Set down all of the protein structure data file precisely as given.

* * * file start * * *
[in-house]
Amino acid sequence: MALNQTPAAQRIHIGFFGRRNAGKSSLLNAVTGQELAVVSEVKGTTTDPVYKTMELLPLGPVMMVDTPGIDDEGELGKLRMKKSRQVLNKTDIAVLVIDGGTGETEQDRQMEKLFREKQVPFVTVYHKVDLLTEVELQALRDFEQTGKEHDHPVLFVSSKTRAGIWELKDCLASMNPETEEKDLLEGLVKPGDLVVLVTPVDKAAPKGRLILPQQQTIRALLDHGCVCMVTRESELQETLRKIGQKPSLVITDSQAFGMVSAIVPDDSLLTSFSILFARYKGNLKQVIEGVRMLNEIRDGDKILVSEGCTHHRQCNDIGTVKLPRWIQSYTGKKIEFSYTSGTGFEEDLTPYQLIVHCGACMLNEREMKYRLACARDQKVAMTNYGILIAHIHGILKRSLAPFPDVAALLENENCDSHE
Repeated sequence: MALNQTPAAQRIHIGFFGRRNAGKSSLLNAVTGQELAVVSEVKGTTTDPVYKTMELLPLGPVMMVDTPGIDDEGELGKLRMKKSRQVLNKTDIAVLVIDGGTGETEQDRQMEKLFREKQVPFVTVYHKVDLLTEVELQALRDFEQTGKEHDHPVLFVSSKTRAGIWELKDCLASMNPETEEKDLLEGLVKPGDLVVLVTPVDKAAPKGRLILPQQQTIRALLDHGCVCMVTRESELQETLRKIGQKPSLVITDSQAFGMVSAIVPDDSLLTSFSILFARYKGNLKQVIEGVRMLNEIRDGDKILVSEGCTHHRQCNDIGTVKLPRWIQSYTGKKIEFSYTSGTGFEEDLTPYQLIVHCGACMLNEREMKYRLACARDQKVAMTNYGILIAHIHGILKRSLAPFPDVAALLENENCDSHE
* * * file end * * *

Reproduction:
[in-house]
Amino acid sequence: MALNQTPAAQRIHIGFFGRRNAGKSSLLNAVTGQELAVVSEVKGTTTDPVYKTMELLPLGPVMMVDTPGIDDEGELGKLRMKKSRQVLNKTDIAVLVIDGGTGETEQDRQMEKLFREKQVPFVTVYHKVDLLTEVELQALRDFEQTGKEHDHPVLFVSSKTRAGIWELKDCLASMNPETEEKDLLEGLVKPGDLVVLVTPVDKAAPKGRLILPQQQTIRALLDHGCVCMVTRESELQETLRKIGQKPSLVITDSQAFGMVSAIVPDDSLLTSFSILFARYKGNLKQVIEGVRMLNEIRDGDKILVSEGCTHHRQCNDIGTVKLPRWIQSYTGKKIEFSYTSGTGFEEDLTPYQLIVHCGACMLNEREMKYRLACARDQKVAMTNYGILIAHIHGILKRSLAPFPDVAALLENENCDSHE
Repeated sequence: MALNQTPAAQRIHIGFFGRRNAGKSSLLNAVTGQELAVVSEVKGTTTDPVYKTMELLPLGPVMMVDTPGIDDEGELGKLRMKKSRQVLNKTDIAVLVIDGGTGETEQDRQMEKLFREKQVPFVTVYHKVDLLTEVELQALRDFEQTGKEHDHPVLFVSSKTRAGIWELKDCLASMNPETEEKDLLEGLVKPGDLVVLVTPVDKAAPKGRLILPQQQTIRALLDHGCVCMVTRESELQETLRKIGQKPSLVITDSQAFGMVSAIVPDDSLLTSFSILFARYKGNLKQVIEGVRMLNEIRDGDKILVSEGCTHHRQCNDIGTVKLPRWIQSYTGKKIEFSYTSGTGFEEDLTPYQLIVHCGACMLNEREMKYRLACARDQKVAMTNYGILIAHIHGILKRSLAPFPDVAALLENENCDSHE